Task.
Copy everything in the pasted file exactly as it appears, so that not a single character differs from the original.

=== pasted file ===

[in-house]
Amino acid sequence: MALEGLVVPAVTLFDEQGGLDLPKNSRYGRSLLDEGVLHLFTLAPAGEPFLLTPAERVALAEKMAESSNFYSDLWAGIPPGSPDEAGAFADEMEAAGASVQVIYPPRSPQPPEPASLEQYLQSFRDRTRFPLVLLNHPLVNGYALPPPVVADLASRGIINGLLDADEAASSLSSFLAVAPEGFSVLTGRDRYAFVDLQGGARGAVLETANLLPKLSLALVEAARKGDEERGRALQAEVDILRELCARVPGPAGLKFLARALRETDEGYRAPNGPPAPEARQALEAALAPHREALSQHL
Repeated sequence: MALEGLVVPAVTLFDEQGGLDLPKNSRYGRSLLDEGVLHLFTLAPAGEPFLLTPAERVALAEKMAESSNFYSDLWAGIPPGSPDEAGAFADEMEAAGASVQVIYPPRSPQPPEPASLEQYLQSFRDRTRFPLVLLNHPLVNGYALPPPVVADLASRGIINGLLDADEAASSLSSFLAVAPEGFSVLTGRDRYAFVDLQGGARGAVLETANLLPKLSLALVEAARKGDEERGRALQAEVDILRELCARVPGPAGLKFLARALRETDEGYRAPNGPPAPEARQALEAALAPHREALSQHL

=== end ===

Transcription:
[in-house]
Amino acid sequence: MALEGLVVPAVTLFDEQGGLDLPKNSRYGRSLLDEGVLHLFTLAPAGEPFLLTPAERVALAEKMAESSNFYSDLWAGIPPGSPDEAGAFADEMEAAGASVQVIYPPRSPQPPEPASLEQYLQSFRDRTRFPLVLLNHPLVNGYALPPPVVADLASRGIINGLLDADEAASSLSSFLAVAPEGFSVLTGRDRYAFVDLQGGARGAVLETANLLPKLSLALVEAARKGDEERGRALQAEVDILRELCARVPGPAGLKFLARALRETDEGYRAPNGPPAPEARQALEAALAPHREALSQHL
Repeated sequence: MALEGLVVPAVTLFDEQGGLDLPKNSRYGRSLLDEGVLHLFTLAPAGEPFLLTPAERVALAEKMAESSNFYSDLWAGIPPGSPDEAGAFADEMEAAGASVQVIYPPRSPQPPEPASLEQYLQSFRDRTRFPLVLLNHPLVNGYALPPPVVADLASRGIINGLLDADEAASSLSSFLAVAPEGFSVLTGRDRYAFVDLQGGARGAVLETANLLPKLSLALVEAARKGDEERGRALQAEVDILRELCARVPGPAGLKFLARALRETDEGYRAPNGPPAPEARQALEAALAPHREALSQHL